RENAN AS PROPHET.
[To THE EDITOR OF THE " SPECTATOR."1
Sin,—Renan could guess well sometimes, but he was not a prophet. In La Reforme intellectuelle et morale, which he published immediately after the war of 1871, passages occur Lore and there to remind the reader that the greatest literary genius of the nineteenth century was not infallible. Of three instances of this sort that I have noted it will be remarked that two relate to matters of religion, and this is natural, for here more than anywhere a man is likely to be led astray by his wishes or his prejudices. Thus we have:- " No pupil of the Jesuits will ever become an officer fit to be compared with a Prussian of the same rank" (p. 97)- a prophecy that has been falsified by the career of Marshal Foch. But this is a mere nothing compared with the fantastic picture which Renan draws of the state of religion in Europe that was to result from the realization of Italian unity :- " It seems to be almost inevitable that we shall have two Popes, if not three, for the French, the Italians, and the Germans can never have the same religion. The doctrine of nationalities must in the long run prove fatal to the Papacy. . Schisms, like that of Avignon . . . are certain. There will be two Popes, one in Italy, one outside, and the result will be the dissolution of Catholicism " (p. 110).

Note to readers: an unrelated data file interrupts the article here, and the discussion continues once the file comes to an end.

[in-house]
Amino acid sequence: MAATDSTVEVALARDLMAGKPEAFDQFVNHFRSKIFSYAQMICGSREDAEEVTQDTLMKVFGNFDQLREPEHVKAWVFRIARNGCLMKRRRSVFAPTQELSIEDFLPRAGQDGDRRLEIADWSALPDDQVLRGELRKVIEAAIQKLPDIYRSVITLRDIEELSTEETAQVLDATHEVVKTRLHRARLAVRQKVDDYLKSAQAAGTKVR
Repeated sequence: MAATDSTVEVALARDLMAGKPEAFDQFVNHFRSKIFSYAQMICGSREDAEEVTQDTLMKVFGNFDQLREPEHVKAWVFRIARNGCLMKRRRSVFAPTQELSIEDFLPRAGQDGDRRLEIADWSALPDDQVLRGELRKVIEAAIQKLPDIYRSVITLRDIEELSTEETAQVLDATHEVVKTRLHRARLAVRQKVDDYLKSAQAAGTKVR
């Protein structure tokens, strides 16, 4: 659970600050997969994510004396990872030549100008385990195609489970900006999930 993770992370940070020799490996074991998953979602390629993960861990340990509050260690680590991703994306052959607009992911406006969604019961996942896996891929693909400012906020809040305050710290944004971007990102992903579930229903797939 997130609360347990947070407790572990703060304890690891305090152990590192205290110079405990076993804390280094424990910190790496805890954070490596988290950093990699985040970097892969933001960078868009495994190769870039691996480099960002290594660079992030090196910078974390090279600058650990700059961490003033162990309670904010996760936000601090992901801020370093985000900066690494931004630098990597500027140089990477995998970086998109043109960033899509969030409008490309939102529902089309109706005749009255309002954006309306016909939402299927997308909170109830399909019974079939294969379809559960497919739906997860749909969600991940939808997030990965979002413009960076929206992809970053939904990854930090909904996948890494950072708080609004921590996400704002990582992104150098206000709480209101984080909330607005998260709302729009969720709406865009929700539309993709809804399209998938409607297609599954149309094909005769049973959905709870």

And finally we have a political prophecy, which Renan has worked out in another place at considerable length " When the danger threatening Germany from France disappears, German unity will disappear " (p. 161).
It may be questioned whether the gift of prophecy is given to people with the temperament and intellectual gifts of Renan. It comes, if it comes at all, to the simple, to the ascetic, not to members of the little hand of heroic men, who have drained to the lees the brimming chalice of the learning of the past. It springs. not from accumulated wisdom, but from intuition. The Maid of Kent and Savonarola were neither of them dis- tinguished for a highly cultivated intellect; the one was a village girl, the other had little taste for learning—witness his bonfires, in which even the works of Petrarch perished. Edu- cation, too much vaunted nowadays perhaps, is often fatal to mother-wit, and things are divined by the simple and un- lettered that are hidden from the sage.—I am, Sir, Sic.,
T. PERCY ARMSTRONG.